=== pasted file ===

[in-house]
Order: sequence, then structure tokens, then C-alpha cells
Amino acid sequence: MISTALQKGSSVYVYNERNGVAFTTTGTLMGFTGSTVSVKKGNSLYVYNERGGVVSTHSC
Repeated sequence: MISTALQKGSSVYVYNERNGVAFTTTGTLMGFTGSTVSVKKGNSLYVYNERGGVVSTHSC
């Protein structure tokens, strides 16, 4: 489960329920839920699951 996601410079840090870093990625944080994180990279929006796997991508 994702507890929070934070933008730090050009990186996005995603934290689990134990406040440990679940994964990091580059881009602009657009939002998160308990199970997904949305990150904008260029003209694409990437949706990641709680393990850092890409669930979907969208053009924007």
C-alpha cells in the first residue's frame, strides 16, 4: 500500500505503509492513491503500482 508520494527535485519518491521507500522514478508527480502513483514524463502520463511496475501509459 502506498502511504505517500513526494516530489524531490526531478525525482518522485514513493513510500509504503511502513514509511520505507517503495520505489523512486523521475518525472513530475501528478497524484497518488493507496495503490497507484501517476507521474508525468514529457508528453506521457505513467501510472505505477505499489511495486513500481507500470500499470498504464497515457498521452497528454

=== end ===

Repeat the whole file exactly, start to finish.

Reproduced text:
[in-house]
Order: sequence, then structure tokens, then C-alpha cells
Amino acid sequence: MISTALQKGSSVYVYNERNGVAFTTTGTLMGFTGSTVSVKKGNSLYVYNERGGVVSTHSC
Repeated sequence: MISTALQKGSSVYVYNERNGVAFTTTGTLMGFTGSTVSVKKGNSLYVYNERGGVVSTHSC
């Protein structure tokens, strides 16, 4: 489960329920839920699951 996601410079840090870093990625944080994180990279929006796997991508 994702507890929070934070933008730090050009990186996005995603934290689990134990406040440990679940994964990091580059881009602009657009939002998160308990199970997904949305990150904008260029003209694409990437949706990641709680393990850092890409669930979907969208053009924007």
C-alpha cells in the first residue's frame, strides 16, 4: 500500500505503509492513491503500482 508520494527535485519518491521507500522514478508527480502513483514524463502520463511496475501509459 502506498502511504505517500513526494516530489524531490526531478525525482518522485514513493513510500509504503511502513514509511520505507517503495520505489523512486523521475518525472513530475501528478497524484497518488493507496495503490497507484501517476507521474508525468514529457508528453506521457505513467501510472505505477505499489511495486513500481507500470500499470498504464497515457498521452497528454